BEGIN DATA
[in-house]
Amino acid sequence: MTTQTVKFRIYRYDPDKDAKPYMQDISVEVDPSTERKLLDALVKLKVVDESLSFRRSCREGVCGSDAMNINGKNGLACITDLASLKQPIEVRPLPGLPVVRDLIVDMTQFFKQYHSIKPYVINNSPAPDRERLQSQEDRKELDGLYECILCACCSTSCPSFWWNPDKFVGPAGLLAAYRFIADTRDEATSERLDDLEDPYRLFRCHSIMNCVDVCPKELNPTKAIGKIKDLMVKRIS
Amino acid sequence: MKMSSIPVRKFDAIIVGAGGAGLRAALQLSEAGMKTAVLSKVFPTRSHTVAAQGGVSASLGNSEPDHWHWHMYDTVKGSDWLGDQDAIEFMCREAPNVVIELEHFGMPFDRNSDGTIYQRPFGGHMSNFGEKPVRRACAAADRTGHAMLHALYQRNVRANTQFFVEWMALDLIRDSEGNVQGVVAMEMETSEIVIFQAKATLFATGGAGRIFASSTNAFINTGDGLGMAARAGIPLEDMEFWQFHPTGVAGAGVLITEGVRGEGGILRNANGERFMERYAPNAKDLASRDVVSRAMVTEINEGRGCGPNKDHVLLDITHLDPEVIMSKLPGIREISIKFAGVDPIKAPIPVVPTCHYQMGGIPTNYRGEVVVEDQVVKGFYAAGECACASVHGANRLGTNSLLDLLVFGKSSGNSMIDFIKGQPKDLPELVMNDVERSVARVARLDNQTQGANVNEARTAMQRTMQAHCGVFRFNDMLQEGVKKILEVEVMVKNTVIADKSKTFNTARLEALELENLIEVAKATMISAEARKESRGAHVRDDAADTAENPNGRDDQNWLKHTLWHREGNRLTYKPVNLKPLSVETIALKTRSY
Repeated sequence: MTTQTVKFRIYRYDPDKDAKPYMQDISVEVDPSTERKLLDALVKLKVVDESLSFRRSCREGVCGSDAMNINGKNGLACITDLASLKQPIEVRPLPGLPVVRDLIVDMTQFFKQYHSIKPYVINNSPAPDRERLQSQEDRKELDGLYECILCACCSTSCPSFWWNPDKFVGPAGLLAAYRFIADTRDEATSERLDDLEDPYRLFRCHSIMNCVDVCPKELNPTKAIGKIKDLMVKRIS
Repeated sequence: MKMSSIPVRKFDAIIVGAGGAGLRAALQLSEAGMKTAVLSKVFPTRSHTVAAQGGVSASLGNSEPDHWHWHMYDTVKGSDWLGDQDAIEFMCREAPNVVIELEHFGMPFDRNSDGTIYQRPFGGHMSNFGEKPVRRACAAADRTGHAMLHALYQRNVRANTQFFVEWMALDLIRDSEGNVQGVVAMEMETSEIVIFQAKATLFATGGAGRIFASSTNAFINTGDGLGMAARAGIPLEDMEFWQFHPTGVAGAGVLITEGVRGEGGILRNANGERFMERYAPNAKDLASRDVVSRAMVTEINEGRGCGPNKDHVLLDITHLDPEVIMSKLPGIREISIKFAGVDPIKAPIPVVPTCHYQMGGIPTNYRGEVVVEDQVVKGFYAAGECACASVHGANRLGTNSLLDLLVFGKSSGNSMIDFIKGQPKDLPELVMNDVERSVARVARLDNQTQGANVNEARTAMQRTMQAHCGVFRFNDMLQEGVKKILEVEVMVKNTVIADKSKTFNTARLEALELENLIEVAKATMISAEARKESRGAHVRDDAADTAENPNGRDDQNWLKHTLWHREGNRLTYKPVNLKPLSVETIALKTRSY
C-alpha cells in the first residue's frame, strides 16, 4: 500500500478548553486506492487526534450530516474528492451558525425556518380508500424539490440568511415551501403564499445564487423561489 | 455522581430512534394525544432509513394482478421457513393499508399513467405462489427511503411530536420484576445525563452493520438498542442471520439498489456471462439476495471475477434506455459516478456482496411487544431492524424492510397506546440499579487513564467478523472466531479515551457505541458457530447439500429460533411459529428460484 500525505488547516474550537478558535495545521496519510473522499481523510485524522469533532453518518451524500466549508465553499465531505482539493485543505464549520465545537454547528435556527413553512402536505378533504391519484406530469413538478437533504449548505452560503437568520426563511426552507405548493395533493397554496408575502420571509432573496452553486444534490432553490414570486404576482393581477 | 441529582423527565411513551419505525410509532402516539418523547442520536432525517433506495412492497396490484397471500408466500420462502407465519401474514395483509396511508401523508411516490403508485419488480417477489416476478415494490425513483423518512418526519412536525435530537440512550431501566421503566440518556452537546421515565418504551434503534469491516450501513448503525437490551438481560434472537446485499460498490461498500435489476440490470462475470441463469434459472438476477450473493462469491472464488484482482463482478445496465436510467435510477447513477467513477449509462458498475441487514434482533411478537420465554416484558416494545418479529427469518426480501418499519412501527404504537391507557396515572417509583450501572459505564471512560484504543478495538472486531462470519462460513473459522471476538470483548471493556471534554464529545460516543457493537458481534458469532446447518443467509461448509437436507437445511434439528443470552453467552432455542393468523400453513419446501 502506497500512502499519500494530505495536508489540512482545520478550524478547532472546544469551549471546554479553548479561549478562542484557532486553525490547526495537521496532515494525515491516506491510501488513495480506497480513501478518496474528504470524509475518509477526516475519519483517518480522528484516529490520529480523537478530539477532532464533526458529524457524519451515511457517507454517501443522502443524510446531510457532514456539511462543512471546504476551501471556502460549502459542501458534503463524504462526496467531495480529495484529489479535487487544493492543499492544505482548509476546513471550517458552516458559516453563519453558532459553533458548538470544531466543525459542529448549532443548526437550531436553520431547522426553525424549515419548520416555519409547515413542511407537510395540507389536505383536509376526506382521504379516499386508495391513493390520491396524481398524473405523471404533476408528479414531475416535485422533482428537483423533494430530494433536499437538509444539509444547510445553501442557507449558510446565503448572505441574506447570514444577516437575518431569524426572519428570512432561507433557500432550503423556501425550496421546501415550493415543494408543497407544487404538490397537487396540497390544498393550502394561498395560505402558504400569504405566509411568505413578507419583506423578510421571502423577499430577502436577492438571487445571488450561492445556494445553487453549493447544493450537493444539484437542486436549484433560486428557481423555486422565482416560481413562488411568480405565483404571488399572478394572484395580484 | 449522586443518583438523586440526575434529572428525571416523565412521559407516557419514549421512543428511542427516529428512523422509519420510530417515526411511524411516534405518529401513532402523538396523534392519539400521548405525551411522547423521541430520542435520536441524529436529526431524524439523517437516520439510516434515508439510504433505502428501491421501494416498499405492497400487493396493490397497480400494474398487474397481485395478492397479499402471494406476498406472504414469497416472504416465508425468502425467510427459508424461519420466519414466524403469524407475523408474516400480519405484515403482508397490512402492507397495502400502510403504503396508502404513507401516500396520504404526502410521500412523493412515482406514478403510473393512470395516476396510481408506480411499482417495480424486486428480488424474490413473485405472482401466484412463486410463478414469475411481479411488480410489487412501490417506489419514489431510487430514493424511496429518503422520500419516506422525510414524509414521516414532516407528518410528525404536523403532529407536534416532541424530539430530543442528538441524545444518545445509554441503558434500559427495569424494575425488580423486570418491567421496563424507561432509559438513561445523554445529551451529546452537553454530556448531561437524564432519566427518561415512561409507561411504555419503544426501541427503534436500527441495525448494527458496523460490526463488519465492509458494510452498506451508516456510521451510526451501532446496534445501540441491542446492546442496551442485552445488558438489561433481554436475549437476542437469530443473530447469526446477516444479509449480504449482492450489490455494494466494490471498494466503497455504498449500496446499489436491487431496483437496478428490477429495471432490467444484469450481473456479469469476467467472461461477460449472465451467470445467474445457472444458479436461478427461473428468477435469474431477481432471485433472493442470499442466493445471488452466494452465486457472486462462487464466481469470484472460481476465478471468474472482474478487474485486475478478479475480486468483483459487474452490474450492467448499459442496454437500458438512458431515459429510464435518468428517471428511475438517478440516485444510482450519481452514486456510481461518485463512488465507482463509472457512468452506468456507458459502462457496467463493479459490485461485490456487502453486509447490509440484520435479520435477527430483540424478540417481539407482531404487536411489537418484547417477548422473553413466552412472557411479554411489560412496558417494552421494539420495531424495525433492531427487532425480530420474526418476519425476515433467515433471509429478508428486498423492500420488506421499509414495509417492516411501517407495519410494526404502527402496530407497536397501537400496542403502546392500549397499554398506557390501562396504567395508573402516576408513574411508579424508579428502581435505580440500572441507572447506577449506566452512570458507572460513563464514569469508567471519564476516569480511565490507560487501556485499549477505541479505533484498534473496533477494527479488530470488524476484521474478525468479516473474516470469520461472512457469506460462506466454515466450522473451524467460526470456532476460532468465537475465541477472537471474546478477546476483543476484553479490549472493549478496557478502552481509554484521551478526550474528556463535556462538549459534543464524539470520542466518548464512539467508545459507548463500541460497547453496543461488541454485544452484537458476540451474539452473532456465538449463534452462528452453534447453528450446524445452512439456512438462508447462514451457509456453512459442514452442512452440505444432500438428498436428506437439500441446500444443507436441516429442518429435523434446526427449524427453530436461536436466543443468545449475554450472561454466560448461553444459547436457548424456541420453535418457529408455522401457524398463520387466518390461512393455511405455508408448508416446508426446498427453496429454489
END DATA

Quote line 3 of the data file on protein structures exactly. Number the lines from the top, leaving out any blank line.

Amino acid sequence: MKMSSIPVRKFDAIIVGAGGAGLRAALQLSEAGMKTAVLSKVFPTRSHTVAAQGGVSASLGNSEPDHWHWHMYDTVKGSDWLGDQDAIEFMCREAPNVVIELEHFGMPFDRNSDGTIYQRPFGGHMSNFGEKPVRRACAAADRTGHAMLHALYQRNVRANTQFFVEWMALDLIRDSEGNVQGVVAMEMETSEIVIFQAKATLFATGGAGRIFASSTNAFINTGDGLGMAARAGIPLEDMEFWQFHPTGVAGAGVLITEGVRGEGGILRNANGERFMERYAPNAKDLASRDVVSRAMVTEINEGRGCGPNKDHVLLDITHLDPEVIMSKLPGIREISIKFAGVDPIKAPIPVVPTCHYQMGGIPTNYRGEVVVEDQVVKGFYAAGECACASVHGANRLGTNSLLDLLVFGKSSGNSMIDFIKGQPKDLPELVMNDVERSVARVARLDNQTQGANVNEARTAMQRTMQAHCGVFRFNDMLQEGVKKILEVEVMVKNTVIADKSKTFNTARLEALELENLIEVAKATMISAEARKESRGAHVRDDAADTAENPNGRDDQNWLKHTLWHREGNRLTYKPVNLKPLSVETIALKTRSY